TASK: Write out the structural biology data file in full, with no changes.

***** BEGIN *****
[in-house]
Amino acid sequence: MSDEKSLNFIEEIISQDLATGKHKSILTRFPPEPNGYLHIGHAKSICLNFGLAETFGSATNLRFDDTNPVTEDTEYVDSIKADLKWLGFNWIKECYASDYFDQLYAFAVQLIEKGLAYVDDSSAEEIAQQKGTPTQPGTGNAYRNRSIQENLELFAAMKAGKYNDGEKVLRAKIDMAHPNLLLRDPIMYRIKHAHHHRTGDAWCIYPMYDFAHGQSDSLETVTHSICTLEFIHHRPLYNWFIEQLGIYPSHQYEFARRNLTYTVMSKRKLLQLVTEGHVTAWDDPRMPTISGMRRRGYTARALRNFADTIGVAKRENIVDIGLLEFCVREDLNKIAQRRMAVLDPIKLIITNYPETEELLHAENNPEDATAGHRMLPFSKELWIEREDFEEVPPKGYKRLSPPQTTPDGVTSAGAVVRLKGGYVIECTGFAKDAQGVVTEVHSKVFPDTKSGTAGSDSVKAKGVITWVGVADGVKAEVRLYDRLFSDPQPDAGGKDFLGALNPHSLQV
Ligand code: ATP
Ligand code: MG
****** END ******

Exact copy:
[in-house]
Amino acid sequence: MSDEKSLNFIEEIISQDLATGKHKSILTRFPPEPNGYLHIGHAKSICLNFGLAETFGSATNLRFDDTNPVTEDTEYVDSIKADLKWLGFNWIKECYASDYFDQLYAFAVQLIEKGLAYVDDSSAEEIAQQKGTPTQPGTGNAYRNRSIQENLELFAAMKAGKYNDGEKVLRAKIDMAHPNLLLRDPIMYRIKHAHHHRTGDAWCIYPMYDFAHGQSDSLETVTHSICTLEFIHHRPLYNWFIEQLGIYPSHQYEFARRNLTYTVMSKRKLLQLVTEGHVTAWDDPRMPTISGMRRRGYTARALRNFADTIGVAKRENIVDIGLLEFCVREDLNKIAQRRMAVLDPIKLIITNYPETEELLHAENNPEDATAGHRMLPFSKELWIEREDFEEVPPKGYKRLSPPQTTPDGVTSAGAVVRLKGGYVIECTGFAKDAQGVVTEVHSKVFPDTKSGTAGSDSVKAKGVITWVGVADGVKAEVRLYDRLFSDPQPDAGGKDFLGALNPHSLQV
Ligand code: ATP
Ligand code: MG